Vitamin D3 Lemon Melts 2000 boosts the prehormone that goes missing in modern life

£8.75

This is the simplest way to return your vitamin D level to where it should be. If your working life happens indoors and full body skin exposure to sunlight simply doesn't happen often enough, then lemon-flavoured melting tablets come to the rescue with each containing 2,000 IU of cholecalciferol (vitamin D3). There are 120 melts in the wee jar, a total of 240,000 IUs.

This is the simplest way to return your vitamin D level to where it should be. If your working life happens indoors and full body skin exposure to sunlight simply doesn’t happen often enough, then lemon-flavoured melting tablets come to the rescue with each containing 2,000 IU of cholecalciferol (vitamin D3). There are 120 melts in the wee jar, a total of 240,000 IUs.

In the body vitamin D contributes to numerous biological functions including normal function of the immune system, it also plays a role in cell division. Not surprisingly then that vitamin D supports breast health, ovarian health, colon health but also blood sugar regulation and of course bone strength. That is why vitamin D is one part of our approach.

In respect of safety it is useful to keep in mind that your body can produce 10,000 to 25,000 IUs of vitamin D after a bit of full body sun exposure when the sun is high in the sky. The more sun rays reach your skin at a slant, the less they trigger vitamin D production. Vitamin D toxicity, where vitamin D can be harmful, usually happens if you take 40,000 IU a day for a couple of months or longer.

Vitamin D is important because contributes to many very important functions within the body:
• The normal function of the immune system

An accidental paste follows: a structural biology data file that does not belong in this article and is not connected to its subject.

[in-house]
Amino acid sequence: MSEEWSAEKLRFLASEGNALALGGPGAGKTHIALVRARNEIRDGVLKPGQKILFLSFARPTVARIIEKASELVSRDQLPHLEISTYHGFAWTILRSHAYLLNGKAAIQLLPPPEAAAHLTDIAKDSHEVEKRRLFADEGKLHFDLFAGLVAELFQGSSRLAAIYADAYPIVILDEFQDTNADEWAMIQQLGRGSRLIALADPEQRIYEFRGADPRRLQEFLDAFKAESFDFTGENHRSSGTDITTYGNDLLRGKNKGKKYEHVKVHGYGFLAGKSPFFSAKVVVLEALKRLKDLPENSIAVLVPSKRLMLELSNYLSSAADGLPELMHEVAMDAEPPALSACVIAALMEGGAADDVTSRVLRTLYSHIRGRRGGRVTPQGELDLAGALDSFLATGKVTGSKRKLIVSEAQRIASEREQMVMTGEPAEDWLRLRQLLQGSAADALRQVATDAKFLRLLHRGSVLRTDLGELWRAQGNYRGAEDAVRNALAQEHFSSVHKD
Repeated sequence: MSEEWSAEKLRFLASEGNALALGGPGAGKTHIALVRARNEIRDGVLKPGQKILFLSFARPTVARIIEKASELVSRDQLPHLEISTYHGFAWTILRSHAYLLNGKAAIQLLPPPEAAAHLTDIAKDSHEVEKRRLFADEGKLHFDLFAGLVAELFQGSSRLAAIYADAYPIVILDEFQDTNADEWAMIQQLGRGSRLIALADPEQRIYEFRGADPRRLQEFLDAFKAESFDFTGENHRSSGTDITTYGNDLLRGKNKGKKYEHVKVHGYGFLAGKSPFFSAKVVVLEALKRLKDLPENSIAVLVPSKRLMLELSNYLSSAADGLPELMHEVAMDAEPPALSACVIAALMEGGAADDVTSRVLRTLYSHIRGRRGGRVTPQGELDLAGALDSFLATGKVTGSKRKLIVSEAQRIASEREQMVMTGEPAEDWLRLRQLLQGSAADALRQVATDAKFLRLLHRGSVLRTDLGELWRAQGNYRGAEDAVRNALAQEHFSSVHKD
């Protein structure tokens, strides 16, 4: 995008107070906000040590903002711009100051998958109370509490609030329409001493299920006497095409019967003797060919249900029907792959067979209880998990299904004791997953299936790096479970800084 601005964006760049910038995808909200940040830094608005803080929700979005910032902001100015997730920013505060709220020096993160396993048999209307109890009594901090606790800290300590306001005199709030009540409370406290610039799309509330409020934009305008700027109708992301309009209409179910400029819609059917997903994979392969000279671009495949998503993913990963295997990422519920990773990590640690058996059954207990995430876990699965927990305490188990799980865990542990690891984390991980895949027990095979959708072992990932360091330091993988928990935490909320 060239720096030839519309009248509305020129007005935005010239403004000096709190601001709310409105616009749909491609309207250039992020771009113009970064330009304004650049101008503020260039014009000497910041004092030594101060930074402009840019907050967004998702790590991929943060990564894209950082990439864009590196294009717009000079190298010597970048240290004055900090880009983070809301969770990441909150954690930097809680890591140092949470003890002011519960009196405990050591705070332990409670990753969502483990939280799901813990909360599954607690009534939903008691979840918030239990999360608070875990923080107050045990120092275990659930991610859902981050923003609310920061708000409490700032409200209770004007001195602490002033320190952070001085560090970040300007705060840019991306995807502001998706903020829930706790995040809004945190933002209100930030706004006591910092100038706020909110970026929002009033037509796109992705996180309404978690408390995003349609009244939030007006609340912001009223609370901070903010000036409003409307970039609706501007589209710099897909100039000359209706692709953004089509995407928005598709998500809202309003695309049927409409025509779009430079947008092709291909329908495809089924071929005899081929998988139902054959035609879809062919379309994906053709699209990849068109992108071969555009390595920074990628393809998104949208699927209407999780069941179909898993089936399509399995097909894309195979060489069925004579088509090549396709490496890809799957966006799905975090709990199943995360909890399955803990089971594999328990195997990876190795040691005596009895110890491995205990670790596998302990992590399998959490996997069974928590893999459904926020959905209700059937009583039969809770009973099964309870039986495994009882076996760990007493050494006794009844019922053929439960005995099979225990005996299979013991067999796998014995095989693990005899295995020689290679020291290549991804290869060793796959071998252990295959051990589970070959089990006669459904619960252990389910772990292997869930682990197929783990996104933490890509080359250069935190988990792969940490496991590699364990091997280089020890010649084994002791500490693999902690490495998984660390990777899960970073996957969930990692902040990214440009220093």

• The maintenance of normal muscle function
• The maintenance of normal teeth and bones
• Supports the process of cell division which is involved in every single cell in the body
• The normal absorption and utilisation of calcium and phosphorus in the body (the mineral balance within the blood, cells and bone)
• The maintenance of normal blood calcium concentrations

IU/dayVitamin D CouncilEndocrine SocietyFood & Nutrition Board (USA)
Infants1000 (upper limit 2000)400-1000 (upper limit 2000)400 (upper limit 1000-1500)
Children1000 (upper limit 2000) per 25lbs of body weight600-1000 (upper limit 4000)600 (upper limit 2500-3000)
Adults5000 (upper limit 10000)1500-2000 (upper limit 10000)600 but 800 for elderly (upper limit 4000)
  • American Association for Cancer Research (AACR). “Oral vitamin D supplements reduced levels of Ki67 in prostate cancer cells.” ScienceDaily, 31 Mar. 2012.
  • Cannell JJ, Vieth R, Willett W, Zasloff M, Hathcock J, White JH, Tanumihardjo SA, Larson-Meyer E, Bischoff-Ferrari HA, Lamberg-Allardt CJ, Lappe JM, Norman AW, Zittermann A, Whiting SJ, Grant WB, Hollis BW and Giovannucci E. Cod Liver Oil, Vitamin A Toxicity, Frequent Respiratory, Infections, and the Vitamin D Deficiency Epidemic. Annals of Otology, Rhinology & Laryngology Volume 117, No. 11. 2008.
  • Chen TC, Lu Z, and Holick MF. Photobiology of Vitamin D. In Vitamin D: Physiology, Molecular Biology and Clinical Applications by Holick MF. Humana Press, 2010.
  • Cusano NE, Thys-Jacobs S and Bilezikian JP. “Hypercalcemia Due to Vitamin D Toxicity.” In Vitamin D, Third Edition, by Feldman D, Pike JW and Adams JS. Elsevier Academic Press, 2011.